Delone Catholic High School in McSherrystown is celebrating more than a month of full-day, in-person instruction for its 342 students in grades 9-12. The freshman class reported on Aug. 24, and the full student body arrived on Aug. 25. Since then, school has been held in-person, five days a week, with no interruptions.
“When we made the decision to come back to full-time, in-person learning, we knew we would be facing challenges,” Interim Principal Donna Tompkins P’06, P’10, said. “We were determined to bring our kids back and give them the education they deserve.”
That determination meant that teachers and administrators worked tirelessly over the summer to put safeguards in place and to determine how to educate students while also preventing the spread of COVID-19.
All students are required to wear masks or face shields during all classes, with regularly scheduled mask breaks. Class sizes are limited, and arrivals and dismissals are staggered to limit the number of students in hallways. The school switched from two to three lunches, thus reducing the number of students in lunch every period by 70. All faculty, staff, and students are required to complete a daily COVID-19 screening. Participation by students earns them a dress-down “Freedom Friday.” So far this year, compliance has been greater than 95 percent every day. On Friday, Sept. 18, students were treated to ice cream at lunch as a sign of appreciation for all their hard work in complying with COVID-19 guidelines.
The changes haven’t gone unnoticed or unappreciated by the students. “It’s nice. It’s definitely different, but it’s just a lot nicer than staying home. It’s been great to get back in the groove,” Keefer Stiles ’23, a percussionist in the Delone Marching Band, said. “The music department is one of the safest departments it could be, with everyone taking every precaution, kids wearing playable masks, sterilizing everything. It’s going really well. I feel safer here than at the local grocery store. Students are taking it very seriously.”
The ability to be back in person was echoed by every student interviewed at Delone. “It’s much better than online learning. I do appreciate everything everyone has done. I’m very glad to be back,” Owen Alster ’21 said. “I missed being able to talk to my teachers, ask them questions.”
“We made a number of changes to how the school operates before school began,” Dean of Students/Athletic Director Tim Bonitz said. One of those changes includes switching to a block scheduling format to minimize the movement of students between classes, as well as to allow for deep-cleaning of classrooms. The block scheduling also means that students stay with their own cohorts, making contact tracing easier.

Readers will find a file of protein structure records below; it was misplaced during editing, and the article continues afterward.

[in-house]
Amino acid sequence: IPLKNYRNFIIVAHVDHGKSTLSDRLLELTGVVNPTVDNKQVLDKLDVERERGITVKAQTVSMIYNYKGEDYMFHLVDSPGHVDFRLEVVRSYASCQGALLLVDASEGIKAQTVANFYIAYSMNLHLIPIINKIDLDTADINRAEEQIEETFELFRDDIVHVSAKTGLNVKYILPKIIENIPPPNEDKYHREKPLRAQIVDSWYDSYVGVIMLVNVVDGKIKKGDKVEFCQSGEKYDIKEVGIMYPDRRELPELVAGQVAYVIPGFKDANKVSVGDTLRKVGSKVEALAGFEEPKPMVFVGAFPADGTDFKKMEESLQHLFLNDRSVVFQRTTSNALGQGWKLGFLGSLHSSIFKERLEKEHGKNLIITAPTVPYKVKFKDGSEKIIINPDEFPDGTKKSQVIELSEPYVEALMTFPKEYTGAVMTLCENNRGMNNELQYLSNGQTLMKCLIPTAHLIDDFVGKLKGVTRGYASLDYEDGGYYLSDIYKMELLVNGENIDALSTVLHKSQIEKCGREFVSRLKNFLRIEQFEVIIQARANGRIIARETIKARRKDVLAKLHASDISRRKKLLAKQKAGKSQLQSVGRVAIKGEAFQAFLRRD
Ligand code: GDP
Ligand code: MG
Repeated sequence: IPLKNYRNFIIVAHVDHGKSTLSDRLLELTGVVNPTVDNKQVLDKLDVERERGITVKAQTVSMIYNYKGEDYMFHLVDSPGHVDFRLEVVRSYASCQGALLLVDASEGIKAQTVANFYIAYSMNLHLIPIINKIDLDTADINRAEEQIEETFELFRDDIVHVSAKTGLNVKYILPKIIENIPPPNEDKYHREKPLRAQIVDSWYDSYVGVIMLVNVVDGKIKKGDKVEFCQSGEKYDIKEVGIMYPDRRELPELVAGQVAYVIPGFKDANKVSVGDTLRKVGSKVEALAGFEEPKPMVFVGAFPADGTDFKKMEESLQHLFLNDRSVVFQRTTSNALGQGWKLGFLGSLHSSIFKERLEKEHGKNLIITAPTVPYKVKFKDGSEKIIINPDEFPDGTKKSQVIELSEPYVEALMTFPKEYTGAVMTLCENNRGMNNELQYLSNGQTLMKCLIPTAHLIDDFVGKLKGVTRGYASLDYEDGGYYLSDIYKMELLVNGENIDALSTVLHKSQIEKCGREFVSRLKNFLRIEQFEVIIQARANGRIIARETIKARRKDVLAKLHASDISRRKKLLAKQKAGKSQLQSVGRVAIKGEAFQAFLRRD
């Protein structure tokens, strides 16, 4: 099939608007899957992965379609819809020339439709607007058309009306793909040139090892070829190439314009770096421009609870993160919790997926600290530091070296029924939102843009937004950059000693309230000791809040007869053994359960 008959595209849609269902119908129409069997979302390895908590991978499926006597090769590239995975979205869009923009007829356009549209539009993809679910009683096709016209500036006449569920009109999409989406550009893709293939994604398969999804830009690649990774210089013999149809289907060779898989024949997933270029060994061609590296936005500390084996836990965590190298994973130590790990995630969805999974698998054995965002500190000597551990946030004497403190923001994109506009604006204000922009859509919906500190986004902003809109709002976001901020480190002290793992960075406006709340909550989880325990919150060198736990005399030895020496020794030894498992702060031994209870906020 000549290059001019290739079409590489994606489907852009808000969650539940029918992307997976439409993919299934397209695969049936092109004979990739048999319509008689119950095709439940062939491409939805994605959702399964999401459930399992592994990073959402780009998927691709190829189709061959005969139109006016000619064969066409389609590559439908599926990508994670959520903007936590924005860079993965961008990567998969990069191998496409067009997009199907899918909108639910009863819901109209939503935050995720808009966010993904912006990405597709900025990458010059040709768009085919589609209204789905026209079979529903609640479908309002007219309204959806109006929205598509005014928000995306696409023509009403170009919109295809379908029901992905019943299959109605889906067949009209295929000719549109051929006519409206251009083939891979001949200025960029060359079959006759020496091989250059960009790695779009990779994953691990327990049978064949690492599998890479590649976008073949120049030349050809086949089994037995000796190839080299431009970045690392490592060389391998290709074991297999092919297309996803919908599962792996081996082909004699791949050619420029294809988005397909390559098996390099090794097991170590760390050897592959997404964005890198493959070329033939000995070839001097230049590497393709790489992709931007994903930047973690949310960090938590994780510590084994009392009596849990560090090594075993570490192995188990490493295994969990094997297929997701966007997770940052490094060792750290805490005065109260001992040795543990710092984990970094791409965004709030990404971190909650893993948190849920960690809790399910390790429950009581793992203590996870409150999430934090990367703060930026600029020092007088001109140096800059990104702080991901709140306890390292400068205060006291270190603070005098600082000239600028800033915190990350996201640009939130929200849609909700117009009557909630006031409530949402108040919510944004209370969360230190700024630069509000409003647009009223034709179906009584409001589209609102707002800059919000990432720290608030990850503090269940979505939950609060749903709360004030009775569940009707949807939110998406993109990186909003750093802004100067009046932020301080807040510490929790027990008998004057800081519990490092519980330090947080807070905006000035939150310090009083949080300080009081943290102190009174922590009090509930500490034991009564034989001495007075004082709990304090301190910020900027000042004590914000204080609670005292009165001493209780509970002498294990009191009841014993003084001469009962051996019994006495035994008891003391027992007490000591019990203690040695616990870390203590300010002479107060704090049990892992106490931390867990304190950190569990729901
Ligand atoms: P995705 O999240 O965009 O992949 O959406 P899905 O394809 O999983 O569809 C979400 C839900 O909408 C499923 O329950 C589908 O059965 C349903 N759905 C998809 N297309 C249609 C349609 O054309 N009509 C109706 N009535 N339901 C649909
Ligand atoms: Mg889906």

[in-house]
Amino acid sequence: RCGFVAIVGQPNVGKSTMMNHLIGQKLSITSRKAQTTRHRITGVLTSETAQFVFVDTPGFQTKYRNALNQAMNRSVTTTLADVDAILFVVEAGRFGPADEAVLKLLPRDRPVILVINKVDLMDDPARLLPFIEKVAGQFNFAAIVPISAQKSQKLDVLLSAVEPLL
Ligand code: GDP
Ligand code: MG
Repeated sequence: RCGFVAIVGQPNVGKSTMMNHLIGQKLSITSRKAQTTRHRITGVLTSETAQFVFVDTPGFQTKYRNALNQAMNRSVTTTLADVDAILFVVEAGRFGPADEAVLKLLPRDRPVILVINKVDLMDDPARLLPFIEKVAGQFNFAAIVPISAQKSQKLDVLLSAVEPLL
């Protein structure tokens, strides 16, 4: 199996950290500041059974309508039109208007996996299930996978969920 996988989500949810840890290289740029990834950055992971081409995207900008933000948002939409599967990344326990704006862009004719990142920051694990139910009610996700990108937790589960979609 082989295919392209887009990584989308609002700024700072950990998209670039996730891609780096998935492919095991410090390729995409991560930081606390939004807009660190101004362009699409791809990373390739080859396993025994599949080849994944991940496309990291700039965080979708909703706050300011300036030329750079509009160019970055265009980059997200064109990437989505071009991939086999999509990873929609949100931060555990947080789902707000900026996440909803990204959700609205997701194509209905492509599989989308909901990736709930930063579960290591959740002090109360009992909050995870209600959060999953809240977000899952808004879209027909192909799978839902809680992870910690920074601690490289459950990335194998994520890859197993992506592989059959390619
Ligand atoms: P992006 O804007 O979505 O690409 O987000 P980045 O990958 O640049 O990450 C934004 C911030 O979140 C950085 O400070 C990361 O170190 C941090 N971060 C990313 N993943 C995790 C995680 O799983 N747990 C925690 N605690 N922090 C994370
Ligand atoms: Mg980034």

“Our building maintenance supervisor, Tony Poist ’78, used tape to mark stairways as either ‘up staircases’ or ‘down staircases,’ as well as marking the hallways to ensure students are able to maintain adequate distancing when moving between classes,” Bonitz added.
What has impressed everyone is the willingness and adaptability of the students to abide by the new rules. “We are asking a lot of our students – they’re doing longer class periods, they have restrictions on how they can interact with their friends during school – but they’re doing what we’re asking of them, and they’re doing it willingly and cheerfully,” Tompkins said.
For many students, the ability to be back is worth the changes in daily routines. “I was surprised. I didn’t think it would happen,” Sophia Warehime ’24 said. As far as the masks, “We know we have to wear them, and we understand that. The teachers understand that.”
For the freshmen especially, who saw their final years in middle school spent in online learning, coming to a brick-and-mortar high school was exciting. “I’m excited,” Lily Baker ’24 said. “I wasn’t the biggest fan of virtual learning, and I was so excited to come to Delone. I’d always known I was going to come here, and I’m just so glad we’re in-person.”
For the teachers, the pivot to virtual learning in the spring provided a starting point for how they planned to teach in the fall. “We learned a lot from our experience with remote learning last spring and we are using those lessons to make things better this year for both the virtual and in-person learners,” Julia Fuhrman, Social Studies Department Chair, said. “Over the summer, our staff trained to become Google Suite Certified Educators and we’ve moved to using a single platform for delivering content and assignments to our students.”
Although the students at Delone clearly prefer to be doing in-person learning, the virtual learning in the spring had some advantages. “Going online in the spring helped teach me to self-motivate and self-pace, which made coming back easier,” said Madison O’Brien ’23. “This is a small school but a big community. People are taking things seriously. Seniors especially have things they’re looking forward to, and we all want to keep those things going.”
As Squires walked back into classes or logged back into Google classrooms, teachers were there to help them re-acclimate.
“We also conducted a program at the beginning of the school year that we called #SquireStrongStart that introduced or reviewed many of the tech tools that students will need for a blended learning environment,” Furhman added. “#SquireStrongStart also incorporated lessons on gratitude, goal-setting, academic honesty, and digital citizenship. We wanted all students to be prepared with a good foundation of skills, no matter what the school year might hold for us.”
One thing is clear; no matter the challenges and obstacles, Delone Catholic’s faculty and staff are committed to continuing in-person education for Squire Nation. “The students just really want to be here, to be in school, to be learning, and we want them here,” Tompkins said.
By Lauren Gross
Special to The Witness
(Lauren Gross is Director of Strategic Communications at Delone Catholic.)